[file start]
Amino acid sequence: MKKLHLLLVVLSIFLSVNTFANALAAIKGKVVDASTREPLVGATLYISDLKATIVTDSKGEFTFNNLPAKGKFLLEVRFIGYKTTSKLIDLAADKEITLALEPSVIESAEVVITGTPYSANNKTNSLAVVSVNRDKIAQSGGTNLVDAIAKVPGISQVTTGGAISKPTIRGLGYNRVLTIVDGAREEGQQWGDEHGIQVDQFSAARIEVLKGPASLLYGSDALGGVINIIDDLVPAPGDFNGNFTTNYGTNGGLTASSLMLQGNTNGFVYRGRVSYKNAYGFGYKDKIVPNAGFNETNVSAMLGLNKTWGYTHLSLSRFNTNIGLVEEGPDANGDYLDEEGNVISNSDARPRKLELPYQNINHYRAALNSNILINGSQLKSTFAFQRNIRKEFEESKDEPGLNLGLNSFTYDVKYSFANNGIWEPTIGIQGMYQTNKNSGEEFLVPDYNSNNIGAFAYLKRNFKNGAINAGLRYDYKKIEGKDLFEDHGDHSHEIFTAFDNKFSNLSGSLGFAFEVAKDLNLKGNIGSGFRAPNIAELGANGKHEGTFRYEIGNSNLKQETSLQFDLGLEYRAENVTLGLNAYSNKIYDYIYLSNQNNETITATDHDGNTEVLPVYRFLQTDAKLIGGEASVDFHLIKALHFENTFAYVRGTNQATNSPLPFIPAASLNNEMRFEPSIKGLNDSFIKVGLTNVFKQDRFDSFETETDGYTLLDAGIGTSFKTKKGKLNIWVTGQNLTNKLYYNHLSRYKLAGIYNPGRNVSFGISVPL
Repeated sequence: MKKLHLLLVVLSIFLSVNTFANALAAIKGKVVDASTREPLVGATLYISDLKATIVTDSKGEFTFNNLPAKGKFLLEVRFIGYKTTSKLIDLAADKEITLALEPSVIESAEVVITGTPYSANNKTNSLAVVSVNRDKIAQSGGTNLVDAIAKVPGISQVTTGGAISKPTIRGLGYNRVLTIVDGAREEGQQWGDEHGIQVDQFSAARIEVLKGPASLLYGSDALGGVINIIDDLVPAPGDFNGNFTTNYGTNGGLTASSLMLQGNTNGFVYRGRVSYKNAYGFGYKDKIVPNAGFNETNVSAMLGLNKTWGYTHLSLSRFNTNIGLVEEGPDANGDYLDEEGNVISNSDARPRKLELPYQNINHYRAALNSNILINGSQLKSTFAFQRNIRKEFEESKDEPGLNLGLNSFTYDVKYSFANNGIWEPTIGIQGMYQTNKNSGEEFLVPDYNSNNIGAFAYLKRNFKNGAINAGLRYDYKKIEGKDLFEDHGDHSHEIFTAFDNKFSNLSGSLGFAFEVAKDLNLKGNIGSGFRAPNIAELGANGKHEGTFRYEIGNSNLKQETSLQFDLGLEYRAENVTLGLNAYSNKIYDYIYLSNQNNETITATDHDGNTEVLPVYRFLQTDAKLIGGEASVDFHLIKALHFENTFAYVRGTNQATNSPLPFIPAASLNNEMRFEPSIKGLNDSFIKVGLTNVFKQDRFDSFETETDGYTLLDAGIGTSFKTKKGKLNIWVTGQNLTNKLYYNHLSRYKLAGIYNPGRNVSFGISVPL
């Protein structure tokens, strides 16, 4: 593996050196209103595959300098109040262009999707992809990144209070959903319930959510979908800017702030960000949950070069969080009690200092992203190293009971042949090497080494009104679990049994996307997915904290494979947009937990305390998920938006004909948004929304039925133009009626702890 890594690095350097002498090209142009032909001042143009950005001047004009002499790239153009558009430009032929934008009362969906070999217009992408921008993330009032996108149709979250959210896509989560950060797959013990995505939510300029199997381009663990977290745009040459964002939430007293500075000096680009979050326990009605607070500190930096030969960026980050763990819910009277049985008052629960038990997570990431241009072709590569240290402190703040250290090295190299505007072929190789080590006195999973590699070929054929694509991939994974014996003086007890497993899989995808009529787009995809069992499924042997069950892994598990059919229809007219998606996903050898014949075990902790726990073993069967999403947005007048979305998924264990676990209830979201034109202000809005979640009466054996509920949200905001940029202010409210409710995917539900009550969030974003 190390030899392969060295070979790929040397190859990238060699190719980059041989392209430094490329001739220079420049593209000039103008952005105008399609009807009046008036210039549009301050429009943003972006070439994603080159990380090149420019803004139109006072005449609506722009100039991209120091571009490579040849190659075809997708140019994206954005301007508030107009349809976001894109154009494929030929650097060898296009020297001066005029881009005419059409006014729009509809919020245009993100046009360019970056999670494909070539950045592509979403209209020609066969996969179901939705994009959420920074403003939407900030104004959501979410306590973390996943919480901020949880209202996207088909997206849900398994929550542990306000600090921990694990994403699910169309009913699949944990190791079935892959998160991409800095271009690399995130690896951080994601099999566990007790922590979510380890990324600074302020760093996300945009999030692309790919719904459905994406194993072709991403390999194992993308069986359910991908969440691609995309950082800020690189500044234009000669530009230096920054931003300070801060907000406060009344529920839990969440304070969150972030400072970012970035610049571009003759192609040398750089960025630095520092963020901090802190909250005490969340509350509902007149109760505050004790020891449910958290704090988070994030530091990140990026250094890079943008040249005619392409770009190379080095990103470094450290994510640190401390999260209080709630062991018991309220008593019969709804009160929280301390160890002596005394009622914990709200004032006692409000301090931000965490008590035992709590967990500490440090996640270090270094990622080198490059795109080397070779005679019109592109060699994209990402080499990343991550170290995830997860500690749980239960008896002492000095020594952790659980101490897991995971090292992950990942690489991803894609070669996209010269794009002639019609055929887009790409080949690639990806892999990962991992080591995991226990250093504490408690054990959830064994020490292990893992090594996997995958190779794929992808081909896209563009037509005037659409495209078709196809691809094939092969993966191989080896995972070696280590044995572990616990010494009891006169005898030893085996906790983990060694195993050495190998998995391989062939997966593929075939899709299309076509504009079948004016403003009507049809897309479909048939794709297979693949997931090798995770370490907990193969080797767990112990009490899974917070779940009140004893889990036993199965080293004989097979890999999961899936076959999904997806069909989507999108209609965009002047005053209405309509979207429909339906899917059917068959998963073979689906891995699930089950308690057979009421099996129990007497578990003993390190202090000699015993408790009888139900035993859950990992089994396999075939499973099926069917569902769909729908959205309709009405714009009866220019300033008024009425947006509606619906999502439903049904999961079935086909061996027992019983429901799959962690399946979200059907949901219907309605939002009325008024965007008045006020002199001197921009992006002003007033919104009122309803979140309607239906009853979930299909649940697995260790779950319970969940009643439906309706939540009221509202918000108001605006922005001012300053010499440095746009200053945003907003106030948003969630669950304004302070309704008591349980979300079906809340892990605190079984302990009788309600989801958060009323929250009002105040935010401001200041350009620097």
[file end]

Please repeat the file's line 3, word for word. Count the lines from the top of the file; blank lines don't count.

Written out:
């Protein structure tokens, strides 16, 4: 593996050196209103595959300098109040262009999707992809990144209070959903319930959510979908800017702030960000949950070069969080009690200092992203190293009971042949090497080494009104679990049994996307997915904290494979947009937990305390998920938006004909948004929304039925133009009626702890 890594690095350097002498090209142009032909001042143009950005001047004009002499790239153009558009430009032929934008009362969906070999217009992408921008993330009032996108149709979250959210896509989560950060797959013990995505939510300029199997381009663990977290745009040459964002939430007293500075000096680009979050326990009605607070500190930096030969960026980050763990819910009277049985008052629960038990997570990431241009072709590569240290402190703040250290090295190299505007072929190789080590006195999973590699070929054929694509991939994974014996003086007890497993899989995808009529787009995809069992499924042997069950892994598990059919229809007219998606996903050898014949075990902790726990073993069967999403947005007048979305998924264990676990209830979201034109202000809005979640009466054996509920949200905001940029202010409210409710995917539900009550969030974003 190390030899392969060295070979790929040397190859990238060699190719980059041989392209430094490329001739220079420049593209000039103008952005105008399609009807009046008036210039549009301050429009943003972006070439994603080159990380090149420019803004139109006072005449609506722009100039991209120091571009490579040849190659075809997708140019994206954005301007508030107009349809976001894109154009494929030929650097060898296009020297001066005029881009005419059409006014729009509809919020245009993100046009360019970056999670494909070539950045592509979403209209020609066969996969179901939705994009959420920074403003939407900030104004959501979410306590973390996943919480901020949880209202996207088909997206849900398994929550542990306000600090921990694990994403699910169309009913699949944990190791079935892959998160991409800095271009690399995130690896951080994601099999566990007790922590979510380890990324600074302020760093996300945009999030692309790919719904459905994406194993072709991403390999194992993308069986359910991908969440691609995309950082800020690189500044234009000669530009230096920054931003300070801060907000406060009344529920839990969440304070969150972030400072970012970035610049571009003759192609040398750089960025630095520092963020901090802190909250005490969340509350509902007149109760505050004790020891449910958290704090988070994030530091990140990026250094890079943008040249005619392409770009190379080095990103470094450290994510640190401390999260209080709630062991018991309220008593019969709804009160929280301390160890002596005394009622914990709200004032006692409000301090931000965490008590035992709590967990500490440090996640270090270094990622080198490059795109080397070779005679019109592109060699994209990402080499990343991550170290995830997860500690749980239960008896002492000095020594952790659980101490897991995971090292992950990942690489991803894609070669996209010269794009002639019609055929887009790409080949690639990806892999990962991992080591995991226990250093504490408690054990959830064994020490292990893992090594996997995958190779794929992808081909896209563009037509005037659409495209078709196809691809094939092969993966191989080896995972070696280590044995572990616990010494009891006169005898030893085996906790983990060694195993050495190998998995391989062939997966593929075939899709299309076509504009079948004016403003009507049809897309479909048939794709297979693949997931090798995770370490907990193969080797767990112990009490899974917070779940009140004893889990036993199965080293004989097979890999999961899936076959999904997806069909989507999108209609965009002047005053209405309509979207429909339906899917059917068959998963073979689906891995699930089950308690057979009421099996129990007497578990003993390190202090000699015993408790009888139900035993859950990992089994396999075939499973099926069917569902769909729908959205309709009405714009009866220019300033008024009425947006509606619906999502439903049904999961079935086909061996027992019983429901799959962690399946979200059907949901219907309605939002009325008024965007008045006020002199001197921009992006002003007033919104009122309803979140309607239906009853979930299909649940697995260790779950319970969940009643439906309706939540009221509202918000108001605006922005001012300053010499440095746009200053945003907003106030948003969630669950304004302070309704008591349980979300079906809340892990605190079984302990009788309600989801958060009323929250009002105040935010401001200041350009620097």